Category Archives: Media spotlight: KC

Big news: Google Fiber picks KCK

I spent the better part of yesterday afternoon being teased by several e-mails about a “HUGE” announcement taking place today in KCK that would feature, among other highlights, a catered lunch from Oklahoma Joe’s BBQ. *cue drooling*

Unless you’ve been living under a rock (or in a blissful, Internet-free existence), you probably already know the news. Google has picked KCK out of more than 1,000 cities to be the first city included in its groundbreaking Fiber Project.

In a nutshell? KCK’s getting some crazy fast Internet. But the Google Fiber Project is much, much more than Internet connection speed. Schools, businesses, local government and residents will all be able to benefit from this technology, and the opportunities and outcomes that could result from this designation are nearly limitless.

As for my two cents? I’ll be strongly advocating for any and all downtown KCK opportunities that may come of this announcement. Sure, I’m biased, seeing as I’m a board member for the Downtown Shareholders, a membership-based downtown advocacy group. And this doesn’t mean I want to shun the western half of the county–Google Fiber means great things for Cerner, Sporting Kansas City, Kansas Speedway and the Legends.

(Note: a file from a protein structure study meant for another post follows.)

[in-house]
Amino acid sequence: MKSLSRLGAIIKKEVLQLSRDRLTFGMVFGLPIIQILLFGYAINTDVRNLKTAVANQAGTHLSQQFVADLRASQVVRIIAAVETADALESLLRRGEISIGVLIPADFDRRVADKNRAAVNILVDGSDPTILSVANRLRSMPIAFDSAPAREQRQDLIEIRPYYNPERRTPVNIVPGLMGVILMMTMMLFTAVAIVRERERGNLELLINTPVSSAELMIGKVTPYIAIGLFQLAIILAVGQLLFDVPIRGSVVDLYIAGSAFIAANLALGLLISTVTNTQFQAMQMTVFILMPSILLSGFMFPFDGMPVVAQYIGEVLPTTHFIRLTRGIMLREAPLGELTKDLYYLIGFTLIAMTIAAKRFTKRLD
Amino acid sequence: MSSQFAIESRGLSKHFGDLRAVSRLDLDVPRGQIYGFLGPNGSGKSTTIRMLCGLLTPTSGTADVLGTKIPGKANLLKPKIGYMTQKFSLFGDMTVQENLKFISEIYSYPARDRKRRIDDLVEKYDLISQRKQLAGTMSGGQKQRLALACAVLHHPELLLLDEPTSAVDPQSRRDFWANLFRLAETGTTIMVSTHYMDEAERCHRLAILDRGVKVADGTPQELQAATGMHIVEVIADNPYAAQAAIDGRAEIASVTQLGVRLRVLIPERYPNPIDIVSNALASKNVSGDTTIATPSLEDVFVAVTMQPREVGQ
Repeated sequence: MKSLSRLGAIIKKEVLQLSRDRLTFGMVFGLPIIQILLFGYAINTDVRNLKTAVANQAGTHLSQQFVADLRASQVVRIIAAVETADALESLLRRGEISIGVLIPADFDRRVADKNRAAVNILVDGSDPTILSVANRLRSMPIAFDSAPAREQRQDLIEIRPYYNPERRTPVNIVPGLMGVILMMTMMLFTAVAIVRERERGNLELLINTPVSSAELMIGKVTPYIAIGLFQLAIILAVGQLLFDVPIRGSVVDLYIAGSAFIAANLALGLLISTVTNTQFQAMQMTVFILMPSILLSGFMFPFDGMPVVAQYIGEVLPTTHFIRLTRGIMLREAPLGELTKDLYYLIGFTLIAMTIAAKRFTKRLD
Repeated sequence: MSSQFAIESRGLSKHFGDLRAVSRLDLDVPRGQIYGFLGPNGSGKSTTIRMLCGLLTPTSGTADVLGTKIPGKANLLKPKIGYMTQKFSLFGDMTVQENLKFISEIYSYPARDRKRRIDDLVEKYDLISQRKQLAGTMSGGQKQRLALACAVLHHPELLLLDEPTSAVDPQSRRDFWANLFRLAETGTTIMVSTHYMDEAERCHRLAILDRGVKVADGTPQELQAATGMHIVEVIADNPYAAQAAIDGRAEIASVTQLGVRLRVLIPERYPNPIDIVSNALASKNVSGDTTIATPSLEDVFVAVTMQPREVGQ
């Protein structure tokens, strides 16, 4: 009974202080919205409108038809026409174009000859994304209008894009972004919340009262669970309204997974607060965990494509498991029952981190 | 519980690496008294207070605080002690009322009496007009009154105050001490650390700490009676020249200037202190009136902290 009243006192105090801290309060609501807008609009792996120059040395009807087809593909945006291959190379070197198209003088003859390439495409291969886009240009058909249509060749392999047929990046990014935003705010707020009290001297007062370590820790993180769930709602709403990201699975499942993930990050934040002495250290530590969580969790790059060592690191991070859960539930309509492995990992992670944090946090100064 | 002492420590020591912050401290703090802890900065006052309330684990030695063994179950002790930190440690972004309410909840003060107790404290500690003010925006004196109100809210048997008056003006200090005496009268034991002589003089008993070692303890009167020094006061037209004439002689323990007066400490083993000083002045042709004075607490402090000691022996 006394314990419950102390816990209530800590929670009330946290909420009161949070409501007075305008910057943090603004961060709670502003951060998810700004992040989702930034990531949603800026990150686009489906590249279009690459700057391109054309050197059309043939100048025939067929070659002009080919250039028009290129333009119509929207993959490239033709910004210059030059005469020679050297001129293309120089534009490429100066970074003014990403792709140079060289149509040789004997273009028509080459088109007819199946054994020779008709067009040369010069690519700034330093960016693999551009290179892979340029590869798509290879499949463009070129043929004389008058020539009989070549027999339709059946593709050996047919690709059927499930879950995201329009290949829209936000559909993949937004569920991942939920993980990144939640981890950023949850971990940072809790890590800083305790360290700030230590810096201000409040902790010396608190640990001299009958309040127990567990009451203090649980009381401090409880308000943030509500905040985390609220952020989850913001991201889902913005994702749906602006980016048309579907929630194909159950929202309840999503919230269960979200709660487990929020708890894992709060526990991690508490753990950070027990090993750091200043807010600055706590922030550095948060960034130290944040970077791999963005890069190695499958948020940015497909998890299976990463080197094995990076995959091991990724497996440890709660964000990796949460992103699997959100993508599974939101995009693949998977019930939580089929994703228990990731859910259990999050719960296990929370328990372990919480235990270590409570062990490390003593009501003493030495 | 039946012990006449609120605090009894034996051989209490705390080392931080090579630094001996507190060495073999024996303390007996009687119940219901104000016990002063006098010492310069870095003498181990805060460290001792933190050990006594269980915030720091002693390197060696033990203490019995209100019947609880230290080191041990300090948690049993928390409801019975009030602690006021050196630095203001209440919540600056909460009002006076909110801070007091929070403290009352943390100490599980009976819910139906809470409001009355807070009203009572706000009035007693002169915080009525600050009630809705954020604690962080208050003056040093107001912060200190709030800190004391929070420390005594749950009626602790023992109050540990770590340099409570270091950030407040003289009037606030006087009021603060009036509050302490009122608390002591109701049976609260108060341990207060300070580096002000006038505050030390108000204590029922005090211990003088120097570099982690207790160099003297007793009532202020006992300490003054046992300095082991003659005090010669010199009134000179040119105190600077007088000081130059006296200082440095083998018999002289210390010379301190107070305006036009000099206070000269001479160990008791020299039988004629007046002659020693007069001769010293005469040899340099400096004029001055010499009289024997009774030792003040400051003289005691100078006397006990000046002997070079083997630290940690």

Yet within this project that perfectly encapsulates forward growth and progression, I hope that momentum will translate to KCK’s urban core as it becomes a more vibrant, thriving downtown, echoing a similar renaissance that’s taken place across the river.

Congratulations, KCK!

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Plaza’s Balcony Building saved? Not yet.

An updated rendering of the Polsinelli Shughart building on the Plaza. Image courtesy of the Kansas City Star.

According to many who have seen Highwoods Properties’ revised rendering of the Polsinelli Shughart building on the Country Club Plaza, the Balcony Building–and the district itself–are saved. Whew! Glad we could clear that up so quickly! Except …

Is the Plaza REALLY saved? Maybe using the word ‘saved’ is a little dramatic. It’s not as if the Polsinelli Shughart project puts the entire shopping district at risk for immediate demolition.

The concern — as I and many, many others have pointed out — is that the design of this building is fundamentally different from the existing Spanish aesthetic, and therefore infringes on the Plaza’s signature architectural style. Questions have also been raised about the Plaza’s lack of inclusion on the National Register of Historic Places. Although that designation isn’t an iron-clad way to prevent new development or renovations, it certainly requires a more careful thought and planning process from those wishing to modify qualifying structures.